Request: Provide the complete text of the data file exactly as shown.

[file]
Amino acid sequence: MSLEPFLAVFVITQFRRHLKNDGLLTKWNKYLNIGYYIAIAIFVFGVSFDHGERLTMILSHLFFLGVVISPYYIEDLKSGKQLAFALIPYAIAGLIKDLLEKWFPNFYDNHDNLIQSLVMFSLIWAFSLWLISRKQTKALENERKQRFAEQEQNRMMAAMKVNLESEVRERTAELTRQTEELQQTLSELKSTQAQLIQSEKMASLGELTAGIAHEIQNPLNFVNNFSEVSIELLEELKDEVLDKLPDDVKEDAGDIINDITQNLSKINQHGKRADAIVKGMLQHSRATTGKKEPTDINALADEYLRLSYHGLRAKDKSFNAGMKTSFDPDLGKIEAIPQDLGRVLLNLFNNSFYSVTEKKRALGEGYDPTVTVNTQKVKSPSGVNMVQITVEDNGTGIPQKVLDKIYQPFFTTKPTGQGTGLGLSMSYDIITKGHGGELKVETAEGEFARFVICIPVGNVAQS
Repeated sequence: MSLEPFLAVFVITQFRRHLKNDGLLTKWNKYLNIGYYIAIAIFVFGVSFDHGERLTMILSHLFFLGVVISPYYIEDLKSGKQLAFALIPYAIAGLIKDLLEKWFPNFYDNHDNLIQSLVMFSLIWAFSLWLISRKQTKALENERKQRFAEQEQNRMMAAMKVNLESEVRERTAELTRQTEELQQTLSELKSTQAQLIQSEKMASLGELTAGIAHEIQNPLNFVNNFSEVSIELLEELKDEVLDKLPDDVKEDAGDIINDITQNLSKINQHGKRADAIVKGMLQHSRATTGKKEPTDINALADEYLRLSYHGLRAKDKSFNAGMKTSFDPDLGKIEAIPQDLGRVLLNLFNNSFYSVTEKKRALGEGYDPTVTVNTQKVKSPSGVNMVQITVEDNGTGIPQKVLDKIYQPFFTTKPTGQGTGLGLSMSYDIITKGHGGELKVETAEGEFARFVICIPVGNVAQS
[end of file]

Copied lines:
Amino acid sequence: MSLEPFLAVFVITQFRRHLKNDGLLTKWNKYLNIGYYIAIAIFVFGVSFDHGERLTMILSHLFFLGVVISPYYIEDLKSGKQLAFALIPYAIAGLIKDLLEKWFPNFYDNHDNLIQSLVMFSLIWAFSLWLISRKQTKALENERKQRFAEQEQNRMMAAMKVNLESEVRERTAELTRQTEELQQTLSELKSTQAQLIQSEKMASLGELTAGIAHEIQNPLNFVNNFSEVSIELLEELKDEVLDKLPDDVKEDAGDIINDITQNLSKINQHGKRADAIVKGMLQHSRATTGKKEPTDINALADEYLRLSYHGLRAKDKSFNAGMKTSFDPDLGKIEAIPQDLGRVLLNLFNNSFYSVTEKKRALGEGYDPTVTVNTQKVKSPSGVNMVQITVEDNGTGIPQKVLDKIYQPFFTTKPTGQGTGLGLSMSYDIITKGHGGELKVETAEGEFARFVICIPVGNVAQS
Repeated sequence: MSLEPFLAVFVITQFRRHLKNDGLLTKWNKYLNIGYYIAIAIFVFGVSFDHGERLTMILSHLFFLGVVISPYYIEDLKSGKQLAFALIPYAIAGLIKDLLEKWFPNFYDNHDNLIQSLVMFSLIWAFSLWLISRKQTKALENERKQRFAEQEQNRMMAAMKVNLESEVRERTAELTRQTEELQQTLSELKSTQAQLIQSEKMASLGELTAGIAHEIQNPLNFVNNFSEVSIELLEELKDEVLDKLPDDVKEDAGDIINDITQNLSKINQHGKRADAIVKGMLQHSRATTGKKEPTDINALADEYLRLSYHGLRAKDKSFNAGMKTSFDPDLGKIEAIPQDLGRVLLNLFNNSFYSVTEKKRALGEGYDPTVTVNTQKVKSPSGVNMVQITVEDNGTGIPQKVLDKIYQPFFTTKPTGQGTGLGLSMSYDIITKGHGGELKVETAEGEFARFVICIPVGNVAQS